We’ve now covered the entire Eastern Conference amnesty clause candidates. We’re moving on to the West now, where we’ll see which teams have the real albatross contracts, and which teams have been careful and prudent in building their roster (see: OKC). The amnesty clause is going to benefit some teams more than others, and we’ll see who the real beneficiaries will be in the Southwest Division.
This one is pretty clear cut: Brendan Haywood. Haywood is owed between $7 and $10 M for the remainder of the part of his contract that is obligatory. The last season offers a hilarious $10.2 M extension that is sure to not be exercised. What did Haywood give the Mavs last season? 4.4 points per game and 5.2 rebounds per game in 18 minutes a night. He lost his starting position, if he ever had it, to Tyson Chandler, who emerged as a quasi-All-star, finding his inner youth and anchoring a tough Maverick defense. Haywood is only two seasons removed from a 48 game stretch with the Wizards in which he averaged nearly a double double (9.8 ppg, 10.3 rpg) while blocking over 2 shots a game. He would be worth the money if he were putting up those kinds of nights, but he hasn’t been relied upon to do so and would be nice to get off the books at the price at which he will cost.
This one really all hinges on one fact: how much the Rockets management thinks Hasheem Thabeet will develop. Thabeet is owed between $5 and $8 M for the next three seasons but so far has hardly looked like a talent worthy of going 2nd overall in a draft (he was selected 2nd overall just two years ago in 2009, and has already changed teams). Thabeet has the body of Mutombo and the brain of Steven Hunter. At times it looks like he just doesn’t realize that he is four inches taller, at least, than the next guy on the court. He might develop still, but the Rockets would be lest to leave finding that out to a team that has less options and is less of a contender.
For some reason, they thought Mike Conley was worthy of an extention. I, and many other analysts, balked at the idea of signing a guy who had put up such mediocre stats and who so often looked out matched against the premier point guards in the league. He’s kind of in the strata of Magic point guard Jameer Nelson. He makes the team better at times, and exhibits a lot of team leadership qualities, but really isn’t worth breaking the bank to keep. The problem is that the Grizzlies did break the bank for Conley, and he is signed through 2015-2016, when he will receive nearly $10 M. He will only be 28 when this contract expires, so he does still have a lot of potential and room to improve, but I really don’t understand why they threw the kind of money they did at him.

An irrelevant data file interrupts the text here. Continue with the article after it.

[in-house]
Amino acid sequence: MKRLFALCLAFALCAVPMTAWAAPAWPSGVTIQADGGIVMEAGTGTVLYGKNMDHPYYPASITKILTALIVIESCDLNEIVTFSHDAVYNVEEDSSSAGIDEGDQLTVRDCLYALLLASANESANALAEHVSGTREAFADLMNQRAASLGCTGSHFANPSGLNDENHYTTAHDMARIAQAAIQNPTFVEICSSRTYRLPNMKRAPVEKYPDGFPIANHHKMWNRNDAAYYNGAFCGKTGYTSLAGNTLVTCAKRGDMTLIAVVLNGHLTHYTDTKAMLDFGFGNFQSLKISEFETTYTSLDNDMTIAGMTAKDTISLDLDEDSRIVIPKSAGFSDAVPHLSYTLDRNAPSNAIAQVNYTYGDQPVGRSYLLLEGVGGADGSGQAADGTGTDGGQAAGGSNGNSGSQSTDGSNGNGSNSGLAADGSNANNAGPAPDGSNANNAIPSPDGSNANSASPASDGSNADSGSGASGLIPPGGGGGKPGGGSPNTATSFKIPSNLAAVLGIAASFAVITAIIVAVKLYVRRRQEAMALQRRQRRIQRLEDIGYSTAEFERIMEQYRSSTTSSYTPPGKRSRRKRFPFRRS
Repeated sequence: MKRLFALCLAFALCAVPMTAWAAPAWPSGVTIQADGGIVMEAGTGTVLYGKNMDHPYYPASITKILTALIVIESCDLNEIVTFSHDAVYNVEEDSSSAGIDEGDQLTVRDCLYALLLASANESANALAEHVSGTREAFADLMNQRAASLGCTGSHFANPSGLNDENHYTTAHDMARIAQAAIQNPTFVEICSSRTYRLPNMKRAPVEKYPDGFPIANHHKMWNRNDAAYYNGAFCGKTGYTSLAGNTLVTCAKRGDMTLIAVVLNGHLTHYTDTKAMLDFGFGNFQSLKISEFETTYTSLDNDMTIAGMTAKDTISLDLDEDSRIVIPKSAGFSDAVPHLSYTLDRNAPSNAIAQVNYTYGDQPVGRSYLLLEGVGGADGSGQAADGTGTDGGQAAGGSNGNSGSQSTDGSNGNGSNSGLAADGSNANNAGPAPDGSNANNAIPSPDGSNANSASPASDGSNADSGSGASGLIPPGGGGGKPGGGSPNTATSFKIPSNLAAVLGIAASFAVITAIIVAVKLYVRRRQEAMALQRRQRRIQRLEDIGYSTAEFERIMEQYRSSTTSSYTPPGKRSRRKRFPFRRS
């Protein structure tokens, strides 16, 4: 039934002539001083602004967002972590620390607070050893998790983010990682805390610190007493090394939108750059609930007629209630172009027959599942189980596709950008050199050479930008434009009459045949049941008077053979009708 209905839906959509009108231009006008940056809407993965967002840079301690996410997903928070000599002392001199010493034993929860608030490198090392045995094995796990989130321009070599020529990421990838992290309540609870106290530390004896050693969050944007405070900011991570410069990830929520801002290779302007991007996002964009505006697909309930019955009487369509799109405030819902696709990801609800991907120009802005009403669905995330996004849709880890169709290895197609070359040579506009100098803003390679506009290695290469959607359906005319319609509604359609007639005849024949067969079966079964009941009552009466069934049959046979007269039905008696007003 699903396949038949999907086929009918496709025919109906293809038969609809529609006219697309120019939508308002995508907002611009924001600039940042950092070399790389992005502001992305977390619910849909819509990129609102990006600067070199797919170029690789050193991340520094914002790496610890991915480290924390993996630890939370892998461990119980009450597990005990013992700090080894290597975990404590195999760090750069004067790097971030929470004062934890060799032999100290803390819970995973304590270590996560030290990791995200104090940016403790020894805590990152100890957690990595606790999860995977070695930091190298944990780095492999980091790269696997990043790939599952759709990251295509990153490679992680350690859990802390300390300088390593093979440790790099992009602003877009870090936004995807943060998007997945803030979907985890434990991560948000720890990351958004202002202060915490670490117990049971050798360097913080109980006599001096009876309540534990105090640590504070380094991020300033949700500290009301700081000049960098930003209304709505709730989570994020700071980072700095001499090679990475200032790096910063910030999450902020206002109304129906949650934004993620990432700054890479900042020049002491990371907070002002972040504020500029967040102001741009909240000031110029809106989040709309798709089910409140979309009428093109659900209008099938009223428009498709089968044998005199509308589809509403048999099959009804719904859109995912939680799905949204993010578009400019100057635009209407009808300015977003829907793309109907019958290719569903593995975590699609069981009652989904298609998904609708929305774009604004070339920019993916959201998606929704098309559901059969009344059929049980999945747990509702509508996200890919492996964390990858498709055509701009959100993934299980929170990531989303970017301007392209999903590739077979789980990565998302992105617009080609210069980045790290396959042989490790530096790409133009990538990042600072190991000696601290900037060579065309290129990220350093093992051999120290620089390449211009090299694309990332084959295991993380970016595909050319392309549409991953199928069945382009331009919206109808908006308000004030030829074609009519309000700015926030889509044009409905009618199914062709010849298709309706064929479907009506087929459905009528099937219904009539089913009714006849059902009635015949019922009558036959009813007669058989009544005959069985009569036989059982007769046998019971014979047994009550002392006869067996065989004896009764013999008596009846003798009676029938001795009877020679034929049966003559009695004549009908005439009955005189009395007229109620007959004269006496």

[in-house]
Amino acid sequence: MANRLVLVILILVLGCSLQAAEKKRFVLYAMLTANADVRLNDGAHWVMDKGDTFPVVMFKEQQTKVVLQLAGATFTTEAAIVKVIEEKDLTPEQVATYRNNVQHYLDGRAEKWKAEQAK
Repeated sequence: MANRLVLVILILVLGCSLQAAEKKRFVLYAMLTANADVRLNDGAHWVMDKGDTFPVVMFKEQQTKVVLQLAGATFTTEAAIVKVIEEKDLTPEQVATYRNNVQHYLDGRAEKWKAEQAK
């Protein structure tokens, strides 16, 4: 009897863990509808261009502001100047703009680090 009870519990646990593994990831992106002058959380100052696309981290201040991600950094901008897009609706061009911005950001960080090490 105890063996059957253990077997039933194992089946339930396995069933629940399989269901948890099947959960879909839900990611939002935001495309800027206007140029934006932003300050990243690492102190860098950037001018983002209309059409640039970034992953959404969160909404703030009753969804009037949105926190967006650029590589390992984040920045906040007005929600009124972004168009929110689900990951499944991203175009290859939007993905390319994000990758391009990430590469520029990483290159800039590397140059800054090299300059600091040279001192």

There are really two candidates in the Big Easy for this clause: Trevor Ariza and Emeka Okafor. At first I would be inclined to say Okafor, until I remember that even at his somewhat mediocre level of talent, he is one of the few big bodies capable of banging with the Dwight Howards of the league (This in theory; Dwight Howard absolutely owns Okafor). Okafor averages nearly a double double with nearly 2 blocks a game. That’s better than the likes of the comparably-paid Samuel Dalembert. Okafor is pretty much worth the money. He might be best off at a few million less than what he is due to receive, but the real guy to cut ties with would be the inconsistent Trevor Ariza. Ariza is back where he is more comfortable, as a role player, but his contract still reflects that of a player who was selected to be a primary option while in Houston. Ariza did have a decent year in Houston, and looked good at times last year, but he hasn’t shot over 40% from the field since leaving L.A., and that last year as a Laker he shot 46% from the floor while nailing 31.9% from down town (respectable but nothing to write home about). He just isn’t worth $7 M a year to be putting up 11 points per game. I realize his main contribution is defense, but he isn’t exactly a lock down defender, if he ever was, and should be getting paid about $3 to $4 M a year, realistically.
This is another very easy one: Richard Jefferson. Jefferson has fallen off badly since leaving New Jersey and is no longer the kind of guy that is going to give you a lot of 20 point games anymore. Last season, he put up a pedestrian 11 points per game while logging about 30 minutes a game. The Spurs just brought in Kawhi Leonard to help ease the transition of moving Jefferson along to the pastures. Leonard is athletic and worth dealing Gregg Popovich’s pet George Hill for. He should be the future at small forward for the Spurs, who will undoubtedly look to transition smoothly out of the Duncan and Parker era, without ever suffering the fate of being a lottery team in the time being.